Sins of the (Founding) Fathers

The Classical Education of the Founding Fathers by Martin Cothran
These guys. It's all their fault.


Thou shalt not make unto thee any graven image, or any likeness of any thing that is in heaven above or that is in the earth beneath, or that is in the water under the earth. Thou shalt not bow down thyself to them, nor serve them: for I the Lord thy God am a jealous God, visiting the iniquity of the fathers upon the children unto the third and fourth generation of them that hate me;

And shewing mercy unto thousands of them that love me, and keep my commandments.

Exodus 20:4-6

Yes, I used the non-inclusive archaic King James Version on purpose, because this essay is literally about men ruining the world for their descendants.

First, let's talk American exceptionalism. Some things about being an American are indisputably wonderful. The cultural heterogeneity that birthed jazz, R&B, soul, rock 'n' roll, country, rockabilly, bluegrass, Cajun, hiphop, folk, and all their permutations, then freely shared them with the rest of the world, is the direct result of this country's on-and-off open-door policy toward immigrants. And that's just music. It can be argued that no nation of the modern era comes close to American ingenuity in the creation of popular entertainment.

And how about peaceful transfers of power? Apart from the Civil War (which is a big exception I'll be coming back to), approximately half of all Americans (far more, in fact, if one takes into account the limitation of the electoral class to propertied white men over the age of 21, then white men, then men, then [in the South, at least] just white men again, then white women, then all citizens over 21, and finally all citizens 18 and older) who've lived since 1776 have accepted the election of heads of state they didn't vote for without taking up arms.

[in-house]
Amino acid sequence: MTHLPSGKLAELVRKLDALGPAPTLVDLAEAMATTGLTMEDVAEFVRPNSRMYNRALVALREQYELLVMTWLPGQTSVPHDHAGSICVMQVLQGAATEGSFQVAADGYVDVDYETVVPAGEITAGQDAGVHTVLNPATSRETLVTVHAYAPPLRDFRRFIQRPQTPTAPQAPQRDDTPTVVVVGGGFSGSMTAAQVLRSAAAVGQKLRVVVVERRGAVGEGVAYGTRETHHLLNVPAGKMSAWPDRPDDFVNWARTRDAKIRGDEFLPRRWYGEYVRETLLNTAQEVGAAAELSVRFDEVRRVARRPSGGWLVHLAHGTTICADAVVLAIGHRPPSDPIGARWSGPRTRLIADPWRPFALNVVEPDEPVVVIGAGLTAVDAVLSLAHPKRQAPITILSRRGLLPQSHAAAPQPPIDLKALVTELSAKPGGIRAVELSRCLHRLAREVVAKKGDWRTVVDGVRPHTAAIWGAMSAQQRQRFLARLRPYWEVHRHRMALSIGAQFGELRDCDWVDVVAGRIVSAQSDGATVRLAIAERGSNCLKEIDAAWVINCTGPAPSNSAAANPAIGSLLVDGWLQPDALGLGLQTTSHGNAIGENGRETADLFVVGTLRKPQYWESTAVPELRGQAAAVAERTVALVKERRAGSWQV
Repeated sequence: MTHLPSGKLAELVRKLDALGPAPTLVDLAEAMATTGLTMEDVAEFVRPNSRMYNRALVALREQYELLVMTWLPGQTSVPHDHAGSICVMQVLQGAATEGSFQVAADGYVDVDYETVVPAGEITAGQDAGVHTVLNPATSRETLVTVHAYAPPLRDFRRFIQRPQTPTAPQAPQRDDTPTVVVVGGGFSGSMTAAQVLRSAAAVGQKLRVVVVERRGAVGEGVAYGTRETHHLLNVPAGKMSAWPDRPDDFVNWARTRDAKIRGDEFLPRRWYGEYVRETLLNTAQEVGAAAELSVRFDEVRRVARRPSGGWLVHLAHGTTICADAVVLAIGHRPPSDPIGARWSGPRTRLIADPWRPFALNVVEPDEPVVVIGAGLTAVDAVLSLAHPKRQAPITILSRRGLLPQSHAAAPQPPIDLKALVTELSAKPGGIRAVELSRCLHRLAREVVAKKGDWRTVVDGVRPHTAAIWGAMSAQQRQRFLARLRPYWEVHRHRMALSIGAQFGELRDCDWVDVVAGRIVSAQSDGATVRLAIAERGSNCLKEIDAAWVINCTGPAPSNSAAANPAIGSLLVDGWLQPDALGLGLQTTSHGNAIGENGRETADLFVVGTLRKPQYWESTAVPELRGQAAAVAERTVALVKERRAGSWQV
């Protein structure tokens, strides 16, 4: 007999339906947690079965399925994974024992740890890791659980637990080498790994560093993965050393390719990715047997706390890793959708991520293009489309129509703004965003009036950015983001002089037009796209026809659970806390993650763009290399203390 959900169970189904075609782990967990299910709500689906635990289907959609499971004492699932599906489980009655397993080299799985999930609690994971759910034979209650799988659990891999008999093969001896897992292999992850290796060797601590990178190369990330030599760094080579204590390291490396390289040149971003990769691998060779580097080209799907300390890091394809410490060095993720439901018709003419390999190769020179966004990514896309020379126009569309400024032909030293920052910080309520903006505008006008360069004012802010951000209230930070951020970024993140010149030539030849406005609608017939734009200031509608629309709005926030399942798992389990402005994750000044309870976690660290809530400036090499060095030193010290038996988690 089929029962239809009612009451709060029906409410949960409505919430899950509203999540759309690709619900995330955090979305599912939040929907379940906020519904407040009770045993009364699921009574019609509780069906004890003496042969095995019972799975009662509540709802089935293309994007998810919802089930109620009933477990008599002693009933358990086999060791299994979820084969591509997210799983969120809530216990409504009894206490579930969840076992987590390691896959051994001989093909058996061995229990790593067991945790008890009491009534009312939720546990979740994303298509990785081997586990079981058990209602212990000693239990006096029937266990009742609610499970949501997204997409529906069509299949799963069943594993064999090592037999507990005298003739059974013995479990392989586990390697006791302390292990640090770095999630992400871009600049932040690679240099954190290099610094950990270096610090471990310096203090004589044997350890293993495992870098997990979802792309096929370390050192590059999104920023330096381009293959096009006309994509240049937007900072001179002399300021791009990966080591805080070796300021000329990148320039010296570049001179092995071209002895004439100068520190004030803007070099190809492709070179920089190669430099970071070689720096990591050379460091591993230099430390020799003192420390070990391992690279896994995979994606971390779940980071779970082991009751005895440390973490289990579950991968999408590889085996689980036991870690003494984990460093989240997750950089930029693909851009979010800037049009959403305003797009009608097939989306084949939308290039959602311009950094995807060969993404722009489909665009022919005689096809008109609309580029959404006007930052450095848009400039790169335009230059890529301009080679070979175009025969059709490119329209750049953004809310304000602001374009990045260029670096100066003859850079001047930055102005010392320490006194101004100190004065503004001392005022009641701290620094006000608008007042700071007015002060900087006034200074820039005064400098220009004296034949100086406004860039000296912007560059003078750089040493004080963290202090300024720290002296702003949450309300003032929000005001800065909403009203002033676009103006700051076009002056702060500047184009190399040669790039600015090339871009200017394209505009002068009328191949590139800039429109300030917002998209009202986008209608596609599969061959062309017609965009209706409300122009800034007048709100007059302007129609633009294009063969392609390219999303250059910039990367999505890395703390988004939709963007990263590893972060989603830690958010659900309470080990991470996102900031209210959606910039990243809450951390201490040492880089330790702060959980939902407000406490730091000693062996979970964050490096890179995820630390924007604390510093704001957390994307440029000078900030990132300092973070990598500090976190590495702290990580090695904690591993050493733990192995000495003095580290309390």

America is unarguably exceptional in its consumer culture, as well--though this is a decidedly mixed bag. Consumerism and the engine that drives it, industrialism, are turning the planet into a hothouse. There's a lot of irony in me typing those words on my iMac, knowing I could edit them on my Macbook Air, my iPad, or my iPhone; and if all of those devices failed me, I could pull one of my retired Windows laptops out of storage and finish the job there. There's plenty of tech in this house. It empowers me to do amazing things, and it keeps getting more and more amazing. But it's destroying the planet.

Now, if the first and second exceptional things I wrote about were working as they should, that would not be nearly as much of a problem. American scientists and industrialists have known for at least four decades that carbon emissions are heating the planet up at a rate that will soon make it impossible to sustain the ever-growing population of humans who occupy it. Had the Presidential election of 2000 not hung on another aspect of American exceptionalism, the electoral college, American ingenuity could've been at the forefront of reversing these trends. That might even have been true if the election of 2016 hadn't been decided in the same obsolete way.